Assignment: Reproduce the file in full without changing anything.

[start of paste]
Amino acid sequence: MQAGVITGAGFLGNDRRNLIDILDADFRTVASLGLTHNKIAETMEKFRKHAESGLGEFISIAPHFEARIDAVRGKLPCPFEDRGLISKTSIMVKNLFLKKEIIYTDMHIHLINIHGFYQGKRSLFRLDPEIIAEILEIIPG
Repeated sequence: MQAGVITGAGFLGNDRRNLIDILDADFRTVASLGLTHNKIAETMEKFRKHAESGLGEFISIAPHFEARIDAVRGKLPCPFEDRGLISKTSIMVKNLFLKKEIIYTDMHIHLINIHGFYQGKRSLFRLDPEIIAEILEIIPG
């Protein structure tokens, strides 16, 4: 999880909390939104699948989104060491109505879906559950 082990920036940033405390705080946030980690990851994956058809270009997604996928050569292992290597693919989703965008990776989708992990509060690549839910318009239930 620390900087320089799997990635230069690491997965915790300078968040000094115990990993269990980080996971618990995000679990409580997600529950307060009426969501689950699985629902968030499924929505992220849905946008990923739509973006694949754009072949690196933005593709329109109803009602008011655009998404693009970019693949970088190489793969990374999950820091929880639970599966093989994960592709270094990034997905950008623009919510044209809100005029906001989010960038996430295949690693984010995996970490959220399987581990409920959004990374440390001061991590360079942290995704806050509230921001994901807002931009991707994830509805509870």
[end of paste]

Amino acid sequence: MQAGVITGAGFLGNDRRNLIDILDADFRTVASLGLTHNKIAETMEKFRKHAESGLGEFISIAPHFEARIDAVRGKLPCPFEDRGLISKTSIMVKNLFLKKEIIYTDMHIHLINIHGFYQGKRSLFRLDPEIIAEILEIIPG
Repeated sequence: MQAGVITGAGFLGNDRRNLIDILDADFRTVASLGLTHNKIAETMEKFRKHAESGLGEFISIAPHFEARIDAVRGKLPCPFEDRGLISKTSIMVKNLFLKKEIIYTDMHIHLINIHGFYQGKRSLFRLDPEIIAEILEIIPG
């Protein structure tokens, strides 16, 4: 999880909390939104699948989104060491109505879906559950 082990920036940033405390705080946030980690990851994956058809270009997604996928050569292992290597693919989703965008990776989708992990509060690549839910318009239930 620390900087320089799997990635230069690491997965915790300078968040000094115990990993269990980080996971618990995000679990409580997600529950307060009426969501689950699985629902968030499924929505992220849905946008990923739509973006694949754009072949690196933005593709329109109803009602008011655009998404693009970019693949970088190489793969990374999950820091929880639970599966093989994960592709270094990034997905950008623009919510044209809100005029906001989010960038996430295949690693984010995996970490959220399987581990409920959004990374440390001061991590360079942290995704806050509230921001994901807002931009991707994830509805509870």